IDEAS home Printed from
   My bibliography  Save this paper

The Autoregressive Conditional Root (ACR) Model


  • Frédérique Bec


  • Anders Rahbek


  • Neil Shephard



In this paper we propose and analyse the Autoregressive Conditional Root (ACR) timeseries model, which allows for endogenously generated regime switching between seemingly stationaryand non-stationary epochs. It proves to be an appealing alternative to existing nonlinear models suchas e.g. the threshold autoregressive or Markov switching classes of models, which are commonly used todescribe nonlinear dynamics as implied by arbitrage in presence of transaction costs. Simple conditionson the parameters of the ACR process and its innovations, are shown to imply geometric ergodicity,stationarity and existence of moments. Furthermore, we establish consistency and asymptotic normalityof the maximum likelihood estimators in the ACR model. An application to French-German exchangerate data illustrate the conclusions and analysis.

Suggested Citation

  • Frédérique Bec & Anders Rahbek & Neil Shephard, 2005. "The Autoregressive Conditional Root (ACR) Model," Working Papers 2005-26, Center for Research in Economics and Statistics.
  • Handle: RePEc:crs:wpaper:2005-26

    Download full text from publisher

    File URL:
    File Function: Crest working paper version
    Download Restriction: no

    References listed on IDEAS

    1. Duncan, Greg J & Holmlund, Bertil, 1983. "Was Adam Smith Right after All? Another Test of the Theory of Compensating Wage Differentials," Journal of Labor Economics, University of Chicago Press, vol. 1(4), pages 366-379, October.
    2. Peter Arcidiacono & John Bailey Jones, 2003. "Finite Mixture Distributions, Sequential Likelihood and the EM Algorithm," Econometrica, Econometric Society, vol. 71(3), pages 933-946, May.
    3. Ken Burdett & Melvyn Coles, 2003. "Equilibrium Wage-Tenure Contracts," Econometrica, Econometric Society, vol. 71(5), pages 1377-1404, September.
    4. Kevin Lang & Sumon Majumdar, 2004. "The Pricing Of Job Characteristics When Markets Do Not Clear: Theory And Policy Implications," International Economic Review, Department of Economics, University of Pennsylvania and Osaka University Institute of Social and Economic Research Association, vol. 45(4), pages 1111-1128, November.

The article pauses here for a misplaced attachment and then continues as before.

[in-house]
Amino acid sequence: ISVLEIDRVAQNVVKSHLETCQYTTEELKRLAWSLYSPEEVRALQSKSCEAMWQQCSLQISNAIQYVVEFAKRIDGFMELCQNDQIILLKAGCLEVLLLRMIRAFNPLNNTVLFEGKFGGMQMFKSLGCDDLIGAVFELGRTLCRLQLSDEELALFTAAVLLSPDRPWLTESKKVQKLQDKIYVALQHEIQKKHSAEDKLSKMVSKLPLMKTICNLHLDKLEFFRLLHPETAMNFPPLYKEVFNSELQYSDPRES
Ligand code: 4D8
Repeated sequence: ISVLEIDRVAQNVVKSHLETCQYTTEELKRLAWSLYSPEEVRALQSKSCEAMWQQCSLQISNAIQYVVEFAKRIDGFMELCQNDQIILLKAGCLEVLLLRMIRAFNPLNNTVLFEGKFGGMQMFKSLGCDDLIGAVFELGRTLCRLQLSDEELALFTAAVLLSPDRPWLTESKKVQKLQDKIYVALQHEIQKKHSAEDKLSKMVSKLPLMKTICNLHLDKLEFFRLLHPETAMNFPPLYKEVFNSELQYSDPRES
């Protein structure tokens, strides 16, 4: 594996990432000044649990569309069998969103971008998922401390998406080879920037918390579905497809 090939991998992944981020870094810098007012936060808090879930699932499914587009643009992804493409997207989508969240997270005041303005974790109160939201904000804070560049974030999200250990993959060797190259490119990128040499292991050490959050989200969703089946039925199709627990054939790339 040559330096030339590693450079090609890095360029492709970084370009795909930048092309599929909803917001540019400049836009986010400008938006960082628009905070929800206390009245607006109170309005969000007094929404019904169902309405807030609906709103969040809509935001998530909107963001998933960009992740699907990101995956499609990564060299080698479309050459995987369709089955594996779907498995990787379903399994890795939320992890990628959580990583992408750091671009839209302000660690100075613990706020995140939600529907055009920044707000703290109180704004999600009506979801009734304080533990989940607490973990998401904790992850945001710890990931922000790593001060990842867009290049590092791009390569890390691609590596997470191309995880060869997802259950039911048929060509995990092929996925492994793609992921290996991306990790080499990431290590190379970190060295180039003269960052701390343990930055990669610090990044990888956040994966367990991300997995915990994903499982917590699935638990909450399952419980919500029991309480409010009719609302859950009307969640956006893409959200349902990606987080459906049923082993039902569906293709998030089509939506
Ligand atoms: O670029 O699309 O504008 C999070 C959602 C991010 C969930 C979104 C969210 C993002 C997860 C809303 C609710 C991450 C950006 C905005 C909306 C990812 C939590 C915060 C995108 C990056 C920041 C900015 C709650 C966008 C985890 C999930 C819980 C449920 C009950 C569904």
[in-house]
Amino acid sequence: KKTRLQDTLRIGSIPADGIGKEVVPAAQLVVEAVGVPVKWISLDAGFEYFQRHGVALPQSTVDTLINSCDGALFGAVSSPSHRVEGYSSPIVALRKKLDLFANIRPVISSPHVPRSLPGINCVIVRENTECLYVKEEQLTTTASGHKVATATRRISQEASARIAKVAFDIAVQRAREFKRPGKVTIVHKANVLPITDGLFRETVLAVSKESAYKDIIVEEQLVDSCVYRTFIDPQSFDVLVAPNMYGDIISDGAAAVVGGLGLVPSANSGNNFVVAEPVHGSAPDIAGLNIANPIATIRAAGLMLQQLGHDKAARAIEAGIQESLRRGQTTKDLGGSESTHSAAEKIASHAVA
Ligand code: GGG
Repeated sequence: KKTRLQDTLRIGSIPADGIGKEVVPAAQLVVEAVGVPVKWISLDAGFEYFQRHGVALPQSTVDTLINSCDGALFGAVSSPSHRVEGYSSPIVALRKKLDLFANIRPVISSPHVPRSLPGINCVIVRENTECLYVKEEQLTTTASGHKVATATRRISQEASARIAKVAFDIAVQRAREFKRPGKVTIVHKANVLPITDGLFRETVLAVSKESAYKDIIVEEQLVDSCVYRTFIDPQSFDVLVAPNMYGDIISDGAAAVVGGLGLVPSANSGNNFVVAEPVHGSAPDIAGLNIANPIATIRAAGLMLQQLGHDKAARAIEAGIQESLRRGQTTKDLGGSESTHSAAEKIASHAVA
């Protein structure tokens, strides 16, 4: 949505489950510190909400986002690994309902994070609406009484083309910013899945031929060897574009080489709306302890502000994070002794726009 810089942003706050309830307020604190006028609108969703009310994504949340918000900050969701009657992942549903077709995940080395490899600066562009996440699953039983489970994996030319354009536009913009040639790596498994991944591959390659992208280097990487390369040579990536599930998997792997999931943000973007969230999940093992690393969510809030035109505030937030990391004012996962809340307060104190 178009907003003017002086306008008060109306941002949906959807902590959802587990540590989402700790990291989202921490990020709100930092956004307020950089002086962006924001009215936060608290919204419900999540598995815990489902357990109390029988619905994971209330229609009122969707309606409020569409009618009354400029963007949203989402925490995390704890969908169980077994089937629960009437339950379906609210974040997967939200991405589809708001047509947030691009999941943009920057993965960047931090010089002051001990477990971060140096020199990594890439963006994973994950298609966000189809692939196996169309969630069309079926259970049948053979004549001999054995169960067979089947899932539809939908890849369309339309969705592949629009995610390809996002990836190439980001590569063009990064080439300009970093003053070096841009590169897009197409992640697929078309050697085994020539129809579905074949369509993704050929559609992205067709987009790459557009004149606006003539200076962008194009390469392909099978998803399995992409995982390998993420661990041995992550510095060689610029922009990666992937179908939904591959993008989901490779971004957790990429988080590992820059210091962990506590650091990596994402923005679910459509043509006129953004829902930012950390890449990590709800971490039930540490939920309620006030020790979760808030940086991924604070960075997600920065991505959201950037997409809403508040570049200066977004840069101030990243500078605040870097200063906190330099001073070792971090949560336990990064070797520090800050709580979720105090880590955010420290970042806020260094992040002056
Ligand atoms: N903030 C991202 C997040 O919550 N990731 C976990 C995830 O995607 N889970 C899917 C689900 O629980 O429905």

5. Bent Jesper Christensen & Rasmus Lentz & Dale T. Mortensen & George R. Neumann & Axel Werwatz, 2005. "On-the-Job Search and the Wage Distribution," Journal of Labor Economics, University of Chicago Press, vol. 23(1), pages 31-58, January.
    6. Jolivet, Gregory & Postel-Vinay, Fabien & Robin, Jean-Marc, 2006. "The empirical content of the job search model: Labor mobility and wage distributions in Europe and the US," European Economic Review, Elsevier, vol. 50(4), pages 877-907, May.
    7. Jos van Ommeren & Gerard J. van den Berg & Cees Gorter, 2000. "Estimating the Marginal Willingness to Pay for Commuting," Journal of Regional Science, Wiley Blackwell, vol. 40(3), pages 541-563.
    8. Kostiuk, Peter F, 1990. "Compensating Differentials for Shift Work," Journal of Political Economy, University of Chicago Press, vol. 98(5), pages 1054-1075, October.
    9. Matthew S. Dey & Christopher J. Flinn, 2005. "An Equilibrium Model of Health Insurance Provision and Wage Determination," Econometrica, Econometric Society, vol. 73(2), pages 571-627, March.
    10. Fabien Postel-Vinay & Jean-Marc Robin, 2002. "Equilibrium Wage Dispersion with Worker and Employer Heterogeneity," Econometrica, Econometric Society, vol. 70(6), pages 2295-2350, November.
    11. Daniel, Christophe & Sofer, Catherine, 1998. "Bargaining, Compensating Wage Differentials, and Dualism of the Labor Market: Theory and Evidence for France," Journal of Labor Economics, University of Chicago Press, vol. 16(3), pages 546-575, July.
    12. Timothy J. Gronberg & W. Robert Reed, 1994. "Estimating Workers' Marginal Willingness to Pay for Job Attributes Using Duration Data," Journal of Human Resources, University of Wisconsin Press, vol. 29(3), pages 911-931.
    13. Herzog, Henry W, Jr & Schlottmann, Alan M, 1990. "Valuing Risk in the Workplace: Market Price, Willingness to Pay, and the Optimal Provision of Safety," The Review of Economics and Statistics, MIT Press, vol. 72(3), pages 463-470, August.